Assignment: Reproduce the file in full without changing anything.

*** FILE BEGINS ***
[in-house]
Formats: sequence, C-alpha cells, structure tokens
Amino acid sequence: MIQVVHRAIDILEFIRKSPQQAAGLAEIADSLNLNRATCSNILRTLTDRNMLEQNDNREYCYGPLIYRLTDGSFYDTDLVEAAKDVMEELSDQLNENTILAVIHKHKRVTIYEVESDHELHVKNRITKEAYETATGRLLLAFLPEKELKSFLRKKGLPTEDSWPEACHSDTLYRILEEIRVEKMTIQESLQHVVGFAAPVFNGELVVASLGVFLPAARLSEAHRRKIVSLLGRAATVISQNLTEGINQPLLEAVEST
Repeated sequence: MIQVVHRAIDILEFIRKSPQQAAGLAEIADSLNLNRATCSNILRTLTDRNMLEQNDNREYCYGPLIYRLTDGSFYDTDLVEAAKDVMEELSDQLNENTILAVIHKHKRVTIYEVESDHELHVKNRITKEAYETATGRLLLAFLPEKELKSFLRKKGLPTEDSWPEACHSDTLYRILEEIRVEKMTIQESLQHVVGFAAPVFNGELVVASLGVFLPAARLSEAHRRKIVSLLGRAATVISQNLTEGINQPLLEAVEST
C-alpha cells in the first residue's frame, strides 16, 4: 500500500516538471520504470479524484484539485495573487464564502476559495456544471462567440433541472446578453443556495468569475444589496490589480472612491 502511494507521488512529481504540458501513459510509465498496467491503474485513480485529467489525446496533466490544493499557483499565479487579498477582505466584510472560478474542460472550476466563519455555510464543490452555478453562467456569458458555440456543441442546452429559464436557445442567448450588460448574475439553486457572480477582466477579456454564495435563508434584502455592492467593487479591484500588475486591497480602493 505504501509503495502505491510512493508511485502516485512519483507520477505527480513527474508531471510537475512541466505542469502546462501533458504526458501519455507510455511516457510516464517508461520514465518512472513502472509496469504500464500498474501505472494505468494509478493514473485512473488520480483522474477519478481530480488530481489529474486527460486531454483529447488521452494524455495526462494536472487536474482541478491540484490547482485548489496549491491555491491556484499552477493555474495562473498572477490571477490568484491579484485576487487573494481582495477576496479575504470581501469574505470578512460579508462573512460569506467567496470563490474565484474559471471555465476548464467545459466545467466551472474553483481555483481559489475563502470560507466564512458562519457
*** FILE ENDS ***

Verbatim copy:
[in-house]
Formats: sequence, C-alpha cells, structure tokens
Amino acid sequence: MIQVVHRAIDILEFIRKSPQQAAGLAEIADSLNLNRATCSNILRTLTDRNMLEQNDNREYCYGPLIYRLTDGSFYDTDLVEAAKDVMEELSDQLNENTILAVIHKHKRVTIYEVESDHELHVKNRITKEAYETATGRLLLAFLPEKELKSFLRKKGLPTEDSWPEACHSDTLYRILEEIRVEKMTIQESLQHVVGFAAPVFNGELVVASLGVFLPAARLSEAHRRKIVSLLGRAATVISQNLTEGINQPLLEAVEST
Repeated sequence: MIQVVHRAIDILEFIRKSPQQAAGLAEIADSLNLNRATCSNILRTLTDRNMLEQNDNREYCYGPLIYRLTDGSFYDTDLVEAAKDVMEELSDQLNENTILAVIHKHKRVTIYEVESDHELHVKNRITKEAYETATGRLLLAFLPEKELKSFLRKKGLPTEDSWPEACHSDTLYRILEEIRVEKMTIQESLQHVVGFAAPVFNGELVVASLGVFLPAARLSEAHRRKIVSLLGRAATVISQNLTEGINQPLLEAVEST
C-alpha cells in the first residue's frame, strides 16, 4: 500500500516538471520504470479524484484539485495573487464564502476559495456544471462567440433541472446578453443556495468569475444589496490589480472612491 502511494507521488512529481504540458501513459510509465498496467491503474485513480485529467489525446496533466490544493499557483499565479487579498477582505466584510472560478474542460472550476466563519455555510464543490452555478453562467456569458458555440456543441442546452429559464436557445442567448450588460448574475439553486457572480477582466477579456454564495435563508434584502455592492467593487479591484500588475486591497480602493 505504501509503495502505491510512493508511485502516485512519483507520477505527480513527474508531471510537475512541466505542469502546462501533458504526458501519455507510455511516457510516464517508461520514465518512472513502472509496469504500464500498474501505472494505468494509478493514473485512473488520480483522474477519478481530480488530481489529474486527460486531454483529447488521452494524455495526462494536472487536474482541478491540484490547482485548489496549491491555491491556484499552477493555474495562473498572477490571477490568484491579484485576487487573494481582495477576496479575504470581501469574505470578512460579508462573512460569506467567496470563490474565484474559471471555465476548464467545459466545467466551472474553483481555483481559489475563502470560507466564512458562519457